Bernadette M. Fitzgibbon

Peter G Enticott15
Melita J Giummarra10
Nellie Georgiou-Karistianis9
Learn More
This paper reviews the current literature on "empathy for pain", the ability to understand pain observed in another person, in the context of a newly documented form of pain empathy "synaesthesia for pain". In synaesthesia for pain a person not only empathises with another's pain but experiences the observed or imagined pain as if it was their own. Neural(More)
Recent research suggests the observation or imagination of somatosensory stimulation in another (e.g., touch or pain) can induce a similar somatosensory experience in oneself. Some researchers have presented this experience as a type of synaesthesia, whereas others consider it an extreme experience of an otherwise normal perception. Here, we present an(More)
Synaesthesia for pain is a phenomenon where a person experiences pain when observing or imagining another in pain. Anecdotal reports of this type of experience have most commonly occurred in individuals who have lost a limb. Distinct from phantom pain, synaesthesia for pain is triggered specifically in response to pain in another. Here, we provide the first(More)
There are increasing reports of people experiencing pain when observing pain in another. This describes the phenomenon of synaesthetic pain which, until recently, had been primarily reported in amputees with phantom pain. In the current study, we used electroencephalography (EEG) to investigate how amputees who experience synaesthetic pain process pain(More)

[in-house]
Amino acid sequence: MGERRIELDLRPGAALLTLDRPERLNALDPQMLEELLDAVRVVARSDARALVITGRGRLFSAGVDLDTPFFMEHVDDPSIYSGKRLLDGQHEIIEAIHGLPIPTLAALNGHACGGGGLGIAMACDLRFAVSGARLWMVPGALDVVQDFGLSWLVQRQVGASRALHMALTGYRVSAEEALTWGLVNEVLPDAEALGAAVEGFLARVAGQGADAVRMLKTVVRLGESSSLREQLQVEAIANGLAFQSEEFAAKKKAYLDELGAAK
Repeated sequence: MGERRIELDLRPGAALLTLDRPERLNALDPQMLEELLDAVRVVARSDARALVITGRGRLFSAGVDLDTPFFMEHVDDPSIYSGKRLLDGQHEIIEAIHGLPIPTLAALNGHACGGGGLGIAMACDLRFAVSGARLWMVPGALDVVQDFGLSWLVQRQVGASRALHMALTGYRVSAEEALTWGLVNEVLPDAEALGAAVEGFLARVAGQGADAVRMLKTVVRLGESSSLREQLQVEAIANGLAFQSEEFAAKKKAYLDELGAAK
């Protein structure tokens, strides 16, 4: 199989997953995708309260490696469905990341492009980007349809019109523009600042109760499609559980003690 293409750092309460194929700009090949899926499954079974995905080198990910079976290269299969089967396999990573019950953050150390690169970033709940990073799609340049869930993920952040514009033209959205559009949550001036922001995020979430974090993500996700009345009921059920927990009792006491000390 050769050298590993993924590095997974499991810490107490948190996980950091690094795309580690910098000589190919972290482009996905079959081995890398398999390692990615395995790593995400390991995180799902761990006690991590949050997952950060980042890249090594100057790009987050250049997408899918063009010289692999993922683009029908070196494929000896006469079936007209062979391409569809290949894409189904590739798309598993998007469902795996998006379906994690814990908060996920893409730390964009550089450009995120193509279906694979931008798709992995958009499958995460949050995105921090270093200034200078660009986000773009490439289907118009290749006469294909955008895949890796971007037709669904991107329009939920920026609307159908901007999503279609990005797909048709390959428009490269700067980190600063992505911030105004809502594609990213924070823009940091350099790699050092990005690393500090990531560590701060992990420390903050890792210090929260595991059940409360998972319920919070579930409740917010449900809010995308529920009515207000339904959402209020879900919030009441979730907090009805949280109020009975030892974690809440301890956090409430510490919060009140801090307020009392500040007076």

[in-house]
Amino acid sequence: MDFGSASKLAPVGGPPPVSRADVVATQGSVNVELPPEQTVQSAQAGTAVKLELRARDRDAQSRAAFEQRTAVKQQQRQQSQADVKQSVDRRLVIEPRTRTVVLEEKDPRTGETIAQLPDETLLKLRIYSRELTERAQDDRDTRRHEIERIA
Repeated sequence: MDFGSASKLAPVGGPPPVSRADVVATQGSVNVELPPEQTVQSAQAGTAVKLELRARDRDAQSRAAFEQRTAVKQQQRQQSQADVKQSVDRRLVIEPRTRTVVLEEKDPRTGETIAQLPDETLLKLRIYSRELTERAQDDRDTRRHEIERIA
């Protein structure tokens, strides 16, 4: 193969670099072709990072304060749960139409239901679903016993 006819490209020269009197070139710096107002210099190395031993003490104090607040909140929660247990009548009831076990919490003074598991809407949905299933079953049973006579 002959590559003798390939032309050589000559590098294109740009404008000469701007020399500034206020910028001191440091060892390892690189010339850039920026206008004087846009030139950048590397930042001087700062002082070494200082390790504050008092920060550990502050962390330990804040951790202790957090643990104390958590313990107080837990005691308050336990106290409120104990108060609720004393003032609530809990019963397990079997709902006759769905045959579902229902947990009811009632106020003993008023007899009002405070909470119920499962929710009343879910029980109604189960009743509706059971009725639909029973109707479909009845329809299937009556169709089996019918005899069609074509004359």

BACKGROUND Biomedical treatment options for autism spectrum disorder (ASD) are extremely limited. Repetitive transcranial magnetic stimulation (rTMS) is a safe and efficacious technique when targeting specific areas of cortical dysfunction in major depressive disorder, and a similar approach could yield therapeutic benefits in ASD, if applied to relevant(More)
Interpersonal motor resonance (IMR) is presumed to result from activity within the human mirror neuron system, which itself is thought to comprise the inferior parietal lobule (IPL) and inferior frontal gyrus (IFG). Twenty healthy adults underwent anodal, cathodal, and sham transcranial direct current stimulation (tDCS) to either IPL or IFG immediately(More)
Observing noxious injury to another's hand is known to induce corticospinal inhibition that can be measured in the observer's corresponding muscle. Here, we investigated whether acquired pain synesthetes, individuals who experience actual pain when observing injury to another, demonstrate less corticospinal inhibition than do controls during pain(More)
Mirror neurons are thought to facilitate emotion processing, but it is unclear whether the valence of an emotional presentation (positive or negative) can influence subsequent mirror neuron activity. Participants completed a transcranial magnetic stimulation experiment that involved stimulation of the primary motor cortex, and electromyography recording(More)
Mirror neurons are a class of motor neuron that are active during both the performance and observation of behavior, and have been implicated in interpersonal understanding. There is evidence to suggest that the mirror response is modulated by the perspective from which an action is presented (e.g., egocentric or allocentric). Most human research, however,(More)
'Mirror pain' describes when the observation of another's pain experience induces a personal experience of pain. It has been suggested that mirror pain could result from changes in neural excitability or inhibition. In this study we used transcranial magnetic stimulation (TMS) to investigate motor cortical excitability in lower-limb amputees who experience(More)